From freshers’ week to final year, I heard students talk about the impact that our senior tutor had had on their lives, especially for those doing a year abroad and feeling lonely and isolated. People in these departments do so much behind the scenes. 

During my year abroad I also took part in two workshops that the Wellbeing team ran, which were virtual meetings where you’d have discussions and get resources about topics such as managing perfectionism or dealing with a diagnosis. These were a great way of reminding yourself that you are not alone; it came with a sense of community and sharing that was all the more meaningful when I was thousands of miles from home. 

When I came back to university for final year, I had support in applying for a Study Support Plan via the Disability Services, something that I had no idea I was eligible for before suspending my studies. This is another reason why campaigns like this and increasing awareness around mental health at university are so important: so that we can know what systems are in place to support people, and we can use them to get the best out of our education.

Through my plan, I had actions put in place like rest breaks during exams and being in smaller rooms, and sympathy towards extensions. The simple fact that my teachers were aware of my illness was so useful. I had disclosed, and they were aware, and so could support me when I needed, and it gave me a sense of relief and safety net.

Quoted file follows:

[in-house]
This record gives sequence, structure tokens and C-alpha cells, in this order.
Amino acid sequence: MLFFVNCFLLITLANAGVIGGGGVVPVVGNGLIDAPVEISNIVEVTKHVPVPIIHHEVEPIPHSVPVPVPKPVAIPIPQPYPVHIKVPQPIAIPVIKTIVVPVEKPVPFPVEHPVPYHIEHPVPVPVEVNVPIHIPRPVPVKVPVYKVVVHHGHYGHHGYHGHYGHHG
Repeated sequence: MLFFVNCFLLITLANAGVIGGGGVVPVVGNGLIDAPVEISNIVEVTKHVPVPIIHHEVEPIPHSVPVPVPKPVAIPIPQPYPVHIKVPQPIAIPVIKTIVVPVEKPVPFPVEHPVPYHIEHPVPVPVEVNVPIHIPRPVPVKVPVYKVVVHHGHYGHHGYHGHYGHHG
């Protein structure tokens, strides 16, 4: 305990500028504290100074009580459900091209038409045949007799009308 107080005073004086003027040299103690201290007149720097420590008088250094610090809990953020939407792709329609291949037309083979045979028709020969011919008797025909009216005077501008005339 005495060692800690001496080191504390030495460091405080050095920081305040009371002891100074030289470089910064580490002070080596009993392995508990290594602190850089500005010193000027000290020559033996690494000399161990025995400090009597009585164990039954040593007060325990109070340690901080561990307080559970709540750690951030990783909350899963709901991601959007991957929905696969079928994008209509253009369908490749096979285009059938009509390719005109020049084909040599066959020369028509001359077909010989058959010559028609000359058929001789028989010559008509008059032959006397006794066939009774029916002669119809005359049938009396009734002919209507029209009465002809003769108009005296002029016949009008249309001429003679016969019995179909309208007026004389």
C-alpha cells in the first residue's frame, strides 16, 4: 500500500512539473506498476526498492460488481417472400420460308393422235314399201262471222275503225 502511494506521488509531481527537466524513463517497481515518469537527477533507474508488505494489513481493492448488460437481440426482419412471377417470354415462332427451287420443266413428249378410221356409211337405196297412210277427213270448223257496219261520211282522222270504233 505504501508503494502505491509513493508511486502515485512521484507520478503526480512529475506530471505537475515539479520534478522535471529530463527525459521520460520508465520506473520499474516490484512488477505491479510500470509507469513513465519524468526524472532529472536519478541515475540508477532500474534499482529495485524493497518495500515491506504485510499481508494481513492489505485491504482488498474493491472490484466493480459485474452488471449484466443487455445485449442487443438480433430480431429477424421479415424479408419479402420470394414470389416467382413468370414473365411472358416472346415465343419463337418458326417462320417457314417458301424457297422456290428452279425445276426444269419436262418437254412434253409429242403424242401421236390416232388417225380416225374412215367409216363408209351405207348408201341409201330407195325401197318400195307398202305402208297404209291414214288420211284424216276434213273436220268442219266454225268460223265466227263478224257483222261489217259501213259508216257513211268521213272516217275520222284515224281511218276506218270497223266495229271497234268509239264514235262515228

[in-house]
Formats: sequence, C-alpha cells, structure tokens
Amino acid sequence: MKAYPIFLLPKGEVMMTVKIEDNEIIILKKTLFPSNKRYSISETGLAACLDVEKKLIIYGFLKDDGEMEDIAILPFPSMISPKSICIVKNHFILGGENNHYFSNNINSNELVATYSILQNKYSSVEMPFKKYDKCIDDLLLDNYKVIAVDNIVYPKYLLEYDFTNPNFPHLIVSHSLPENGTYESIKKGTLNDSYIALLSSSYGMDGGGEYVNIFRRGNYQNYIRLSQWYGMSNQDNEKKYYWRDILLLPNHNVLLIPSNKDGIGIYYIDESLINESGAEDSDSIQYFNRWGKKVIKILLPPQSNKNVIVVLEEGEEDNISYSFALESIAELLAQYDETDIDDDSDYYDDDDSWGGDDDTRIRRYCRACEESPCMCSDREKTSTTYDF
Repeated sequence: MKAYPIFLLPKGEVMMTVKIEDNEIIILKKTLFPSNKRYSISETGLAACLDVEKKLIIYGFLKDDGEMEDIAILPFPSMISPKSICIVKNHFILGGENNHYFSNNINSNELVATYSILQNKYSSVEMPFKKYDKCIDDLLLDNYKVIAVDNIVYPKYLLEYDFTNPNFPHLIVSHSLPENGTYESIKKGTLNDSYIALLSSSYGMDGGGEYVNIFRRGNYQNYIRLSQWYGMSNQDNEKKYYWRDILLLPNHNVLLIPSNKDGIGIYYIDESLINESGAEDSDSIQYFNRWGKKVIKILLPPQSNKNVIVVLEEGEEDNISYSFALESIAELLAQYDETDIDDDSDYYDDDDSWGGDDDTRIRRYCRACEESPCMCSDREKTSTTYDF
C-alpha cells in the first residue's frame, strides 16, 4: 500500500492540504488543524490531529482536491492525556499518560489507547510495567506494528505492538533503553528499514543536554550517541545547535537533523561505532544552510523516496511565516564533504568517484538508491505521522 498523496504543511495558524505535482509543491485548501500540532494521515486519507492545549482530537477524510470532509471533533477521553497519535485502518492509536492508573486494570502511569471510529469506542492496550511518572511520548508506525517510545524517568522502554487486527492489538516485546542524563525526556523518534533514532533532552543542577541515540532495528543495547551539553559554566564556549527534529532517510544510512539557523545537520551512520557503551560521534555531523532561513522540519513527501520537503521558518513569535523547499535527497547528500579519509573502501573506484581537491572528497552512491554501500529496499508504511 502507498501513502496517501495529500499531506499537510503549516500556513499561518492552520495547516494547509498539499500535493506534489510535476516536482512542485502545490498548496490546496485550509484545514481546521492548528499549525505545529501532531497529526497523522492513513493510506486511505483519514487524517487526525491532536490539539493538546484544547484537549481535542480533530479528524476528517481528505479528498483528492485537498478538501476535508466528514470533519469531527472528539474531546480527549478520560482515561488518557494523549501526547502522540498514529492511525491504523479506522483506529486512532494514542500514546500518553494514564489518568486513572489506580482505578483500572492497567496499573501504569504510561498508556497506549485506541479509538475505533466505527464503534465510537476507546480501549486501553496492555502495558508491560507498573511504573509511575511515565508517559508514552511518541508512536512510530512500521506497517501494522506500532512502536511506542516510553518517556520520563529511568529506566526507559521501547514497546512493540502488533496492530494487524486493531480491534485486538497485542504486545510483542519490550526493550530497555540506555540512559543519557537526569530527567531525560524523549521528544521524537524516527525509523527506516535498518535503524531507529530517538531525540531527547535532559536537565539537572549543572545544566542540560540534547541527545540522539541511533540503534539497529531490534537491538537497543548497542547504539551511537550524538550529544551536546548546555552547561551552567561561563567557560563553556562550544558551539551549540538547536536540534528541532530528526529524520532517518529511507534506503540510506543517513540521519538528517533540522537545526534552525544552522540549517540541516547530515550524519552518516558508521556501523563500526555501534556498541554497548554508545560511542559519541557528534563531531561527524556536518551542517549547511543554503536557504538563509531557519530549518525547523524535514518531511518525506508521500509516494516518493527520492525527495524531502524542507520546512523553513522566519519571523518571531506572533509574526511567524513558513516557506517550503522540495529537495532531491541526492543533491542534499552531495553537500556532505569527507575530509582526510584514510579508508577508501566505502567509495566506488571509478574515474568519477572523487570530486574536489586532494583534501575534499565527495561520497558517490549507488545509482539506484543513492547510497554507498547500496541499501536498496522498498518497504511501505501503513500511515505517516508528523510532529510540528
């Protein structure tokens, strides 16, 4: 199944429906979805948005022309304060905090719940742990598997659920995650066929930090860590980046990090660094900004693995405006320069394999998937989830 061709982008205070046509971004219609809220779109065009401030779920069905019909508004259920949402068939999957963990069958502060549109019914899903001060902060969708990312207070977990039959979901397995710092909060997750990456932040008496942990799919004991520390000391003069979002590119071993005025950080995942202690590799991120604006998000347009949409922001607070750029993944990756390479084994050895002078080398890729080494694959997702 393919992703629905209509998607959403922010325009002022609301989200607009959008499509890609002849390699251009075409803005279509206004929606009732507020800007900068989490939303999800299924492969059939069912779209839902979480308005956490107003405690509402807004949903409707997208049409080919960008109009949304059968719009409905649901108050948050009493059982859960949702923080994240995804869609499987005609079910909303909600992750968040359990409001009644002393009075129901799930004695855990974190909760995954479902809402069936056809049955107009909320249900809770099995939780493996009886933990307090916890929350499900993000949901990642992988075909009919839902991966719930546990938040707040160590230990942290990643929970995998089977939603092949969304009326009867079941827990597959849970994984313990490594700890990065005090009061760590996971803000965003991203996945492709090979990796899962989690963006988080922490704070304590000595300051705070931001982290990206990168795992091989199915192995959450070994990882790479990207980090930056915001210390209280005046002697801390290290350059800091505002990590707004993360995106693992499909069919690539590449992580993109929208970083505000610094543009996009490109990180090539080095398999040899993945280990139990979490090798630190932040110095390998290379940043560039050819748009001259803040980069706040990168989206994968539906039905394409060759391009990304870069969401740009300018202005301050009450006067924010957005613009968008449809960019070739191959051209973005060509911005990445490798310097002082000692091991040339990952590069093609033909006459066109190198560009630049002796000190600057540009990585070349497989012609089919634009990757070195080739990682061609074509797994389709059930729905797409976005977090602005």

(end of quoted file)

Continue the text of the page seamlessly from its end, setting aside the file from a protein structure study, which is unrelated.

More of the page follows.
My plan also meant that I got sessions with a study skills mentor that I met with every week. She helped me to develop techniques with time management and workload, but we also did some work with worry and anxiety, self-compassion and mindfulness. It was useful to put my issues into the academic context and to have that kind of sounding board. She also introduced me to some great resources such as an Assessment Calculator, and the website Unmind, which I used a lot afterwards. 

So, you can see from this list that there are lots of kinds of support available, and the people that work behind the scenes are so motivated to help. Of course, sometimes you might not gel with someone, or you may not feel like you’re getting much out of sessions, and I had some sessions that felt more of a box-ticking exercise. But you’re always in control of the support you get and overall, it helped me massively.

The other issue is that students do not always know the support available, or are not always reminded throughout the course of their degree. During my first year, I didn’t know the extent of support that was available to me. But this is why it was so crucial and game-changing for me when I disclosed my illness to the university – it was the first step to being able to thrive in education and maintain that important part of my life and my identity. Because I deserved that, and having a mental health condition shouldn’t hold you back from it. 

I Chose to Disclose, and I’m so glad I did. 

If you have a story about accessing mental health support at university that you would like to share, you can get involved with the campaign via the UMHAN website. 

I Chose To Disclose

University Mental Health Advisers Network (UMHAN). c/o The Moseley Exchange, 149-153 Alcester Road, Moseley, Birmingham B13 8JP Tel: 07510 734544 Registered charity number: 1155038. We use cookies to improve your experience using this website.